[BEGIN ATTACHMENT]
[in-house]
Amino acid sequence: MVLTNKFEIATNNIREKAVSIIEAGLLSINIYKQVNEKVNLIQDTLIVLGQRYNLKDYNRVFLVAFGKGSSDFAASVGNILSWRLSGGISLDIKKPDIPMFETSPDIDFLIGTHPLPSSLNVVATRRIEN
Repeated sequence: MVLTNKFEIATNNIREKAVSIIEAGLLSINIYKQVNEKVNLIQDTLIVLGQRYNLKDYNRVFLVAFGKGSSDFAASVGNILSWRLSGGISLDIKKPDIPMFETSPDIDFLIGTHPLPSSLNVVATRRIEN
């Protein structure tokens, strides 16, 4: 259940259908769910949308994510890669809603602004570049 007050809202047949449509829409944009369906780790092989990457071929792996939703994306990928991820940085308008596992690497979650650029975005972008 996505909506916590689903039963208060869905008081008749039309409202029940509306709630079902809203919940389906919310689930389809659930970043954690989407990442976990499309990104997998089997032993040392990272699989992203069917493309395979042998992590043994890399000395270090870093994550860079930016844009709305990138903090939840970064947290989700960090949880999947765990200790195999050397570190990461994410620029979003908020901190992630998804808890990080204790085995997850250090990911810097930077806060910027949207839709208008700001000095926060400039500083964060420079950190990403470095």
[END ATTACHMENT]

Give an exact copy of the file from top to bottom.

[in-house]
Amino acid sequence: MVLTNKFEIATNNIREKAVSIIEAGLLSINIYKQVNEKVNLIQDTLIVLGQRYNLKDYNRVFLVAFGKGSSDFAASVGNILSWRLSGGISLDIKKPDIPMFETSPDIDFLIGTHPLPSSLNVVATRRIEN
Repeated sequence: MVLTNKFEIATNNIREKAVSIIEAGLLSINIYKQVNEKVNLIQDTLIVLGQRYNLKDYNRVFLVAFGKGSSDFAASVGNILSWRLSGGISLDIKKPDIPMFETSPDIDFLIGTHPLPSSLNVVATRRIEN
């Protein structure tokens, strides 16, 4: 259940259908769910949308994510890669809603602004570049 007050809202047949449509829409944009369906780790092989990457071929792996939703994306990928991820940085308008596992690497979650650029975005972008 996505909506916590689903039963208060869905008081008749039309409202029940509306709630079902809203919940389906919310689930389809659930970043954690989407990442976990499309990104997998089997032993040392990272699989992203069917493309395979042998992590043994890399000395270090870093994550860079930016844009709305990138903090939840970064947290989700960090949880999947765990200790195999050397570190990461994410620029979003908020901190992630998804808890990080204790085995997850250090990911810097930077806060910027949207839709208008700001000095926060400039500083964060420079950190990403470095």